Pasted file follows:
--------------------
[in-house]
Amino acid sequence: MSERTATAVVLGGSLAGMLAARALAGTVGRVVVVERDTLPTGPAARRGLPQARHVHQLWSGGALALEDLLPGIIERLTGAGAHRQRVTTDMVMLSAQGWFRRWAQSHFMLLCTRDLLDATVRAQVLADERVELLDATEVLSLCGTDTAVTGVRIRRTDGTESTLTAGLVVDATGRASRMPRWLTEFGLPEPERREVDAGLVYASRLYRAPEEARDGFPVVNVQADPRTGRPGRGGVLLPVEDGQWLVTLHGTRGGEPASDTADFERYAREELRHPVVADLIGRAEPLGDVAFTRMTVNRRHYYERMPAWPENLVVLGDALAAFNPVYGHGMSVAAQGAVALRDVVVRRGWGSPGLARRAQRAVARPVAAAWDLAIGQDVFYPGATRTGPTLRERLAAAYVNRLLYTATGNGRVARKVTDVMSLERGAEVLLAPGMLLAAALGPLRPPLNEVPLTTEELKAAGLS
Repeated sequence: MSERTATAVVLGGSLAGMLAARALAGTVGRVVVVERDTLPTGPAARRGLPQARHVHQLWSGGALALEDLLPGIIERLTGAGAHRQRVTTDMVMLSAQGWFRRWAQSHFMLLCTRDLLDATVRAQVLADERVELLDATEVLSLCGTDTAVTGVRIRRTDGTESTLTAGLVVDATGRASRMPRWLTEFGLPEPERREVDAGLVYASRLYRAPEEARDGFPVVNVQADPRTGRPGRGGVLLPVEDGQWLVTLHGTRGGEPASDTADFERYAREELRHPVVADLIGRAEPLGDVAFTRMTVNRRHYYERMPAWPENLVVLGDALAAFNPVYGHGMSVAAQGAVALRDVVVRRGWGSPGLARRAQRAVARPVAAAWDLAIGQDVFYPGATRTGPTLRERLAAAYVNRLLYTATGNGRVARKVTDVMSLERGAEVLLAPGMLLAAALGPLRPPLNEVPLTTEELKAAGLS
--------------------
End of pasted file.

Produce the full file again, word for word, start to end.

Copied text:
[in-house]
Amino acid sequence: MSERTATAVVLGGSLAGMLAARALAGTVGRVVVVERDTLPTGPAARRGLPQARHVHQLWSGGALALEDLLPGIIERLTGAGAHRQRVTTDMVMLSAQGWFRRWAQSHFMLLCTRDLLDATVRAQVLADERVELLDATEVLSLCGTDTAVTGVRIRRTDGTESTLTAGLVVDATGRASRMPRWLTEFGLPEPERREVDAGLVYASRLYRAPEEARDGFPVVNVQADPRTGRPGRGGVLLPVEDGQWLVTLHGTRGGEPASDTADFERYAREELRHPVVADLIGRAEPLGDVAFTRMTVNRRHYYERMPAWPENLVVLGDALAAFNPVYGHGMSVAAQGAVALRDVVVRRGWGSPGLARRAQRAVARPVAAAWDLAIGQDVFYPGATRTGPTLRERLAAAYVNRLLYTATGNGRVARKVTDVMSLERGAEVLLAPGMLLAAALGPLRPPLNEVPLTTEELKAAGLS
Repeated sequence: MSERTATAVVLGGSLAGMLAARALAGTVGRVVVVERDTLPTGPAARRGLPQARHVHQLWSGGALALEDLLPGIIERLTGAGAHRQRVTTDMVMLSAQGWFRRWAQSHFMLLCTRDLLDATVRAQVLADERVELLDATEVLSLCGTDTAVTGVRIRRTDGTESTLTAGLVVDATGRASRMPRWLTEFGLPEPERREVDAGLVYASRLYRAPEEARDGFPVVNVQADPRTGRPGRGGVLLPVEDGQWLVTLHGTRGGEPASDTADFERYAREELRHPVVADLIGRAEPLGDVAFTRMTVNRRHYYERMPAWPENLVVLGDALAAFNPVYGHGMSVAAQGAVALRDVVVRRGWGSPGLARRAQRAVARPVAAAWDLAIGQDVFYPGATRTGPTLRERLAAAYVNRLLYTATGNGRVARKVTDVMSLERGAEVLLAPGMLLAAALGPLRPPLNEVPLTTEELKAAGLS